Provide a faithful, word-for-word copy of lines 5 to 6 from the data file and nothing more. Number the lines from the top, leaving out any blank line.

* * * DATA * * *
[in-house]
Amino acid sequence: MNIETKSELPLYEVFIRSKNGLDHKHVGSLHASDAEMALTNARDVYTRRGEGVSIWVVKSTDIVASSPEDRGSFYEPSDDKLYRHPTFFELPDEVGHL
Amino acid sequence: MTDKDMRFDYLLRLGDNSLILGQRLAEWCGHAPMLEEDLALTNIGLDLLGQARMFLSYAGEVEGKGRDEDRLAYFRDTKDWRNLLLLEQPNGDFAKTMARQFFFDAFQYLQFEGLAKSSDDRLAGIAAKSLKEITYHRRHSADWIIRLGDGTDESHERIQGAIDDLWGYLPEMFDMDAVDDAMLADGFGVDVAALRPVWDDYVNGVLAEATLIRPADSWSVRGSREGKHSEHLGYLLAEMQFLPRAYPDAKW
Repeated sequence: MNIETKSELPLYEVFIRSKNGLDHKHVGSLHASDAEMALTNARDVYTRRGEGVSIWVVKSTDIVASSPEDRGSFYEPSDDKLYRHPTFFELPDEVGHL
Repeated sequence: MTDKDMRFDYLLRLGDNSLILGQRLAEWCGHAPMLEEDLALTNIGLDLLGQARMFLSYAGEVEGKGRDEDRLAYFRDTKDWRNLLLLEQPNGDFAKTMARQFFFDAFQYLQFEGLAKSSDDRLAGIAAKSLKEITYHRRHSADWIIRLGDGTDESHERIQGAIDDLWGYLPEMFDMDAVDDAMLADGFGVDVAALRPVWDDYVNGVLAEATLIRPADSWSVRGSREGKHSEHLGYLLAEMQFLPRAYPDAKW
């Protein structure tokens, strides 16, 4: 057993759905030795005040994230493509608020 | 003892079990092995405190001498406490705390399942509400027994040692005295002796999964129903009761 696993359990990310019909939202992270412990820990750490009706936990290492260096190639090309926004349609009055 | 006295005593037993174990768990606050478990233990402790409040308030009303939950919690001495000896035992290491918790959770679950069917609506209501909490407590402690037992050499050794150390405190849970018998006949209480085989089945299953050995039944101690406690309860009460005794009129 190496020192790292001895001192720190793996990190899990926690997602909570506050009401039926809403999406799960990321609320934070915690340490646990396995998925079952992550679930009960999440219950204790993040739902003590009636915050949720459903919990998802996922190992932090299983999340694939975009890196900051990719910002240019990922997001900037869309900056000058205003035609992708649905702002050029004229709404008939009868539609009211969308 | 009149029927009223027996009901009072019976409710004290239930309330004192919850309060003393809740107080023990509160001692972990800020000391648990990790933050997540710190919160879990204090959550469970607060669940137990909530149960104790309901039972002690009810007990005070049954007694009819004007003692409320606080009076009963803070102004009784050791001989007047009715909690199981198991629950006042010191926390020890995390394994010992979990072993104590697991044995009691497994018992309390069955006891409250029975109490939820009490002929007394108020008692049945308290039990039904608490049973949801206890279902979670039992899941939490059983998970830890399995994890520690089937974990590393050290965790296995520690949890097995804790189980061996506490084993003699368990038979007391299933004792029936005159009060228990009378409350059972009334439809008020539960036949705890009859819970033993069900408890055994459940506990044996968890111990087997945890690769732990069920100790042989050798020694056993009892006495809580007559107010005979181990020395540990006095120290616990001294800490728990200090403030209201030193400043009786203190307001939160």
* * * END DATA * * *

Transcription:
Repeated sequence: MTDKDMRFDYLLRLGDNSLILGQRLAEWCGHAPMLEEDLALTNIGLDLLGQARMFLSYAGEVEGKGRDEDRLAYFRDTKDWRNLLLLEQPNGDFAKTMARQFFFDAFQYLQFEGLAKSSDDRLAGIAAKSLKEITYHRRHSADWIIRLGDGTDESHERIQGAIDDLWGYLPEMFDMDAVDDAMLADGFGVDVAALRPVWDDYVNGVLAEATLIRPADSWSVRGSREGKHSEHLGYLLAEMQFLPRAYPDAKW
């Protein structure tokens, strides 16, 4: 057993759905030795005040994230493509608020 | 003892079990092995405190001498406490705390399942509400027994040692005295002796999964129903009761 696993359990990310019909939202992270412990820990750490009706936990290492260096190639090309926004349609009055 | 006295005593037993174990768990606050478990233990402790409040308030009303939950919690001495000896035992290491918790959770679950069917609506209501909490407590402690037992050499050794150390405190849970018998006949209480085989089945299953050995039944101690406690309860009460005794009129 190496020192790292001895001192720190793996990190899990926690997602909570506050009401039926809403999406799960990321609320934070915690340490646990396995998925079952992550679930009960999440219950204790993040739902003590009636915050949720459903919990998802996922190992932090299983999340694939975009890196900051990719910002240019990922997001900037869309900056000058205003035609992708649905702002050029004229709404008939009868539609009211969308 | 009149029927009223027996009901009072019976409710004290239930309330004192919850309060003393809740107080023990509160001692972990800020000391648990990790933050997540710190919160879990204090959550469970607060669940137990909530149960104790309901039972002690009810007990005070049954007694009819004007003692409320606080009076009963803070102004009784050791001989007047009715909690199981198991629950006042010191926390020890995390394994010992979990072993104590697991044995009691497994018992309390069955006891409250029975109490939820009490002929007394108020008692049945308290039990039904608490049973949801206890279902979670039992899941939490059983998970830890399995994890520690089937974990590393050290965790296995520690949890097995804790189980061996506490084993003699368990038979007391299933004792029936005159009060228990009378409350059972009334439809008020539960036949705890009859819970033993069900408890055994459940506990044996968890111990087997945890690769732990069920100790042989050798020694056993009892006495809580007559107010005979181990020395540990006095120290616990001294800490728990200090403030209201030193400043009786203190307001939160």